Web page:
Princeton seniors Johnson and Geyman; Oxford student Daunt, named Sachs Scholars
Princeton seniors Tylor-Maria Johnson and Emily Geyman, and University of Oxford student Mary (Molly) Daunt have been named recipients of the Daniel M. Sachs Class of 1960 Graduating Scholarship, one of Princeton University’s highest awards.
Johnson was named a Sachs Scholar at Oxford’s Worcester College; Geyman, a Sachs Global Scholar; and Daunt, a Sachs Scholar at Princeton.
The Sachs Scholarship is intended to broaden the global experience of its recipients by providing them with the opportunity to study, work or travel abroad after graduation. It was established by classmates and friends of Daniel Sachs, a distinguished Princeton student athlete, who attended Oxford as a Rhodes Scholar. Sachs died of cancer at age 28 in 1967. The award is given to those who best exemplify Sachs’ character, intelligence and commitment, and whose scholarship is most likely to benefit the public.
Johnson, of Brooklyn, New York, is a sociology major and a certificate candidate in African American studies and American studies. At Oxford, she plans to pursue two areas of study: an M.Sc. in Refugee and Forced Migration Studies and an M.Sc. in Evidence Based Social Intervention and Policy Evaluation.
She hopes to one day have a career in law and community advocacy. Her interest in this field has been shaped by public service internships. As a Princeton Scholar in the Nation’s Service (SINSI), she recently interned at the U.S. Department of Education’s Office of Civil Rights.
“I am really looking forward to studying international human rights law, and social policy in my master's programs,” Johnson said. “As someone interested in learning more about legal systems, my studies will narrow which areas of law I might focus on for effective legal advocacy on behalf of vulnerable communities in the U.S. and abroad. Besides providing me with the opportunity to study at Oxford, the Sachs Scholarship will enable me to learn from a community of leaders about how to be an ethical agent for social change.”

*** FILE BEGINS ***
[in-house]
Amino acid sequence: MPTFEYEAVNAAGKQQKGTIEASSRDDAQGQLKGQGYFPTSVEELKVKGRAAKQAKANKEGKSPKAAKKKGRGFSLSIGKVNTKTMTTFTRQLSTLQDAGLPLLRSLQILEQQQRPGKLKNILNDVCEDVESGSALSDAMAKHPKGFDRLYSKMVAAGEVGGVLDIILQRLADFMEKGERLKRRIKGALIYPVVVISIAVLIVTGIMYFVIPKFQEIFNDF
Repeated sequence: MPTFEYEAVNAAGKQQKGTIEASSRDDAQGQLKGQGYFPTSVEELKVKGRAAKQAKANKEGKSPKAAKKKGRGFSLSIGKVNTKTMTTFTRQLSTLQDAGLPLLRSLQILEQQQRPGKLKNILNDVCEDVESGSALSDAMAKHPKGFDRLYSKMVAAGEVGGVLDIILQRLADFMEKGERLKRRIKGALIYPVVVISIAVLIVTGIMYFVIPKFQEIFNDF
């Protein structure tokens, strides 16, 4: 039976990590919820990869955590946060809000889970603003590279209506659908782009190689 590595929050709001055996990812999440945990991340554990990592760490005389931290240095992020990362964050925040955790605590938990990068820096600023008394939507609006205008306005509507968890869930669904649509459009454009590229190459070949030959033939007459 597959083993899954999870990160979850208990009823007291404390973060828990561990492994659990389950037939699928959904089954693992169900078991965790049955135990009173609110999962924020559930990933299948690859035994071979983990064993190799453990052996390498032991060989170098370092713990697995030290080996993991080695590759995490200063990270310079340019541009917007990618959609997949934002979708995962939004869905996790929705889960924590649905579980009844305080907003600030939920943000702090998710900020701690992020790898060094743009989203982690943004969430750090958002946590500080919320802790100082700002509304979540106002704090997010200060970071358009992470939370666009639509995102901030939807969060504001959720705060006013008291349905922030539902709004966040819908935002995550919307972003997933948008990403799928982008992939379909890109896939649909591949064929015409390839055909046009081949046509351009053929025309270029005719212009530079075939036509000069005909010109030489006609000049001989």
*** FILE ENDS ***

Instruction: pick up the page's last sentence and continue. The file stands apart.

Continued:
In the summer of 2017, she participated in an international internship at the European Roma Rights Center in Budapest, Hungary, where she conducted research about Romani school segregation. She spent the summer of 2016 interning at the Harlem Community Justice Center, where she assisted in planning and facilitating community events for incoming parole court clients and their families.
“Perhaps the best way to describe Tylor-Maria is as a young woman of superior intelligence and sensibility with a clear sense of her life objectives,” Professor of Sociology Patricia Fernández-Kelly said. “Her record in public service is impressive. A Sachs fellowship would enable Tylor-Maria to develop her interest in civil rights and social justice. She is especially interested in learning more from practitioners about how well-informed and thoughtful measures can positively affect low-income communities and communities of color.”
On campus, Johnson is president of the Black Student Union and Princeton University Gospel Ensemble. She is a residential college adviser in Whitman College and has participated in Students for Prison Education and Reform.
The summer before her first year at Princeton, she attended the Freshman Scholars Institute and is now a member of the Scholars Institute Fellows Program (SIFP), which supports first-generation and low-income students. She also is a member of Prep for Prep, a program whose objective is to facilitate the placement of talented low-income students in selective colleges.
“I meet many deserving students on a daily basis. Tylor-Maria occupies a very special position in my mind because I have personally witnessed her profound commitment to justice. She is very smart but, perhaps more important is her ethical sense, her integrity, her discipline and her determination,” Fernández-Kelly said.
Geyman, of Seattle, is a senior majoring in geosciences. She will use her Sachs Global Scholarship to pursue a year-long study in glaciology and permafrost research in Arctic Norway to better understand the role of ice in climate change. She plans to pursue an academic career in Earth science with a commitment to improve communication to the public concerning climate conditions.